Fewer patients in Staffordshire have been diagnosed with dementia because of the pandemic, it has been revealed.

Charities and doctors have warned of a drop in the number of cases being diagnosed which means vulnerable people are missing out on community care, leaving stretched hospitals to pick up the slack, they say.

NHS Digital data shows 9,933 cases of dementia were recorded by GP practices across the county at the end of June this year.

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That was 1,020 fewer than the 10,953 recorded at the end of June 2019, before the start of the pandemic. It was also lower than the figure for March last year as the country was entering its first lockdown when GPs reported 10,890 cases at the end of the month.

Only 65 per cent of people aged 65 and over who are thought to have dementia in Staffordshire had received a diagnosis in June this year, down from 72 per cent in June 2019, the figures show.

It means GPs in the area are falling just short of the NHS target for at least two-thirds of older people with dementia to be diagnosed.

The biggest decrease in the number of new diagnoses in the county has been seen in the East Staffordshire CCG area.

There, the number fell by 16 per cent compared to June 2019, to 939 - among the largest drops of any CCG area in England. It was also below the 1,104 diagnoses registered in March last year.

Meanwhile, North Staffordshire saw the smallest drop of the county’s six CCG areas. At the end of June, 2,196 were recorded in the area - eight per cent fewer than the same month before the pandemic, and five per cent down from the end of March 2020.

Diagnoses began to dip in April 2020 during the first full month of the pandemic, and in Staffordshire they hit a low in February this year, of 9,741.

Since then there have been signs of improvement across the county, with the number of recorded dementia cases climbing slowly but surely - although the number remains below pre-pandemic levels.

Across England, the vast majority of areas also saw fewer cases recorded in June than before the coronavirus caused widespread disruption to services.

Nationally, 436,597 dementia cases were registered at GP surgeries at the end of the month - eight per cent fewer than the 472,408 recorded in the same month two years earlier.

The drop was similar compared to March 2020, when 470,292 were recorded. As in Staffordshire, the number of cases has climbed slightly across England since hitting a low of 427,021 in February.

Professor Martin Marshall, chairman of the Royal College of GPs, said dementia can be a "devastating" condition for patients, as well as their families and carers - a situation made worse by being isolated during the pandemic.

He said: "A timely diagnosis of dementia, reached through a process of shared decision making between patient and clinician, is important to ensure people can plan the best possible care.

"During the pandemic, particularly at the start, referrals to specialist services such as memory clinics have been difficult – in some cases, not possible at all – and this will have certainly impacted the number of patients being diagnosed.

"In some cases, patients may also have put off coming forward due to a fear of catching Covid-19 or not wanting to burden the NHS.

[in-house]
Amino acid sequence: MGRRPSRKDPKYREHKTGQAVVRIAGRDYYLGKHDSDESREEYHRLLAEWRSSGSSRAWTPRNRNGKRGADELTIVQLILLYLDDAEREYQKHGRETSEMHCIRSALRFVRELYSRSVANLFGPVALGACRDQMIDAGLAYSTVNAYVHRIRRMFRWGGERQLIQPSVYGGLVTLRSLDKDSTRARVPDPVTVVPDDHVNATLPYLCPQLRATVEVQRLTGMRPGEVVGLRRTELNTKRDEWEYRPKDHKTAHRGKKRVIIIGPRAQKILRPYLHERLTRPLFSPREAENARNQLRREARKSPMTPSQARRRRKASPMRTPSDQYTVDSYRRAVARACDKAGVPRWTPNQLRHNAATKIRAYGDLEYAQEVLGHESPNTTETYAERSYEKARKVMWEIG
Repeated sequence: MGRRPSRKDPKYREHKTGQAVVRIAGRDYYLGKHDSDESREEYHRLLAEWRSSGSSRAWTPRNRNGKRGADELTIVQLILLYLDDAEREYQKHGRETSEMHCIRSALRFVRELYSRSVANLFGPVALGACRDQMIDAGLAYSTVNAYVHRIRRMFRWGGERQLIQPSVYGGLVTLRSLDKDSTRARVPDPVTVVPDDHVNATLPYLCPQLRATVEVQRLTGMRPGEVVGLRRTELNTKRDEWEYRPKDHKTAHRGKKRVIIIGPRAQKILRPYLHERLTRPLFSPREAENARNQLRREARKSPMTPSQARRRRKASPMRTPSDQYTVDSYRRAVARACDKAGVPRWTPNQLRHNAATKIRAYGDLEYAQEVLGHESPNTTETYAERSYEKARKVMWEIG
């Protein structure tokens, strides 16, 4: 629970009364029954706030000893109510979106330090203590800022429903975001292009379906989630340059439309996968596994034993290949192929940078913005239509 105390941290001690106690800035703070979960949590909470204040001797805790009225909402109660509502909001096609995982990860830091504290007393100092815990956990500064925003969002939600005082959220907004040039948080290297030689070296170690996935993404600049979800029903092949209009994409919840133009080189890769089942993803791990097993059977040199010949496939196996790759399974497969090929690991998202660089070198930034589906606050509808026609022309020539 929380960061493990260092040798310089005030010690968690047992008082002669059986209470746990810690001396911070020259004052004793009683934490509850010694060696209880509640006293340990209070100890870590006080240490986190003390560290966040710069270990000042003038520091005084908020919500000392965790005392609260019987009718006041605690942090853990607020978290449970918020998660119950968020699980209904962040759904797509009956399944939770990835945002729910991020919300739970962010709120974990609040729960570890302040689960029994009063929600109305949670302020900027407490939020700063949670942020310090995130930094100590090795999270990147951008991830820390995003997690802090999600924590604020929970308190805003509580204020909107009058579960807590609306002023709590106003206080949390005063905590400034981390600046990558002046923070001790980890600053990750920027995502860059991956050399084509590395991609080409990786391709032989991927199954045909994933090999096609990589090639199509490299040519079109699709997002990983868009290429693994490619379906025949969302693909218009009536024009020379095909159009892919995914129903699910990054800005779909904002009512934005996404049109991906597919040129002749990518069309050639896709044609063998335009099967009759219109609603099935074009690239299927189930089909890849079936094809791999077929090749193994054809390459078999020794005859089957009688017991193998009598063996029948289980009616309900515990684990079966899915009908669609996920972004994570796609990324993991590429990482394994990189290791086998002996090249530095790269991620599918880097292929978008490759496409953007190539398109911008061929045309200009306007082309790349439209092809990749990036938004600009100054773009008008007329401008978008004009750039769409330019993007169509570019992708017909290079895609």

"However, it is now encouraging to see that referrals are starting to climb once again despite the massive workforce and workload issues facing general practice."

But he added that patients need better access to community care services after their condition has been detected.

Charities have expressed concern over the thousands of cases potentially being missed after the problem was raised by Alistair Burns, national clinical director for dementia and older people's mental health at NHS England and NHS Improvement.

Professor Burns told a conference that dementia sufferers had "disproportionately lost out" during the pandemic.

Dementia UK said the knock-on effect of cases not being picked up could be more hospital admissions for people affected by the condition, piling yet more pressure onto a creaking health service.

Hilda Hayo, chief executive of the charity, said: "A diagnosis of dementia can give families clarity, help them plan for the future, and provide access to support services in the community. With significant delays in this process, then families with dementia will be further left behind.

"This can be a very worrying time for the person who has the symptoms of dementia and they may fear that they are losing control over their life. However, there are still steps which families can take whilst they wait for a diagnosis.

"Trying to focus on what the person can still do and activities that they enjoy can help to reduce the fear and uncertainty that dementia can cause."

An NHS spokesperson said it was understandable that some older people felt unable to get help for the signs of dementia during the pandemic, but added that the number of referrals was now increasing, with 31 million GP appointments per month delivered to patients since March.

A Department of Health and Social Care spokesperson said the Government is investing £17 million into the NHS to address dementia waiting lists and increase the number of diagnoses – as well as £344 million on research to improve care and diagnosis for those affected by the disease.

With the holidays approaching, we've pulled together some of the best days out around the region that you can take the family on for a budget.

It's a comprehensive guide to keeping the kids entertained through those long six weeks’ holidays. With a choice of free, under £10, under £25 and 'blow the budget', there’s a day out to suit everyone, for whatever they can afford.

To read the guide, click here

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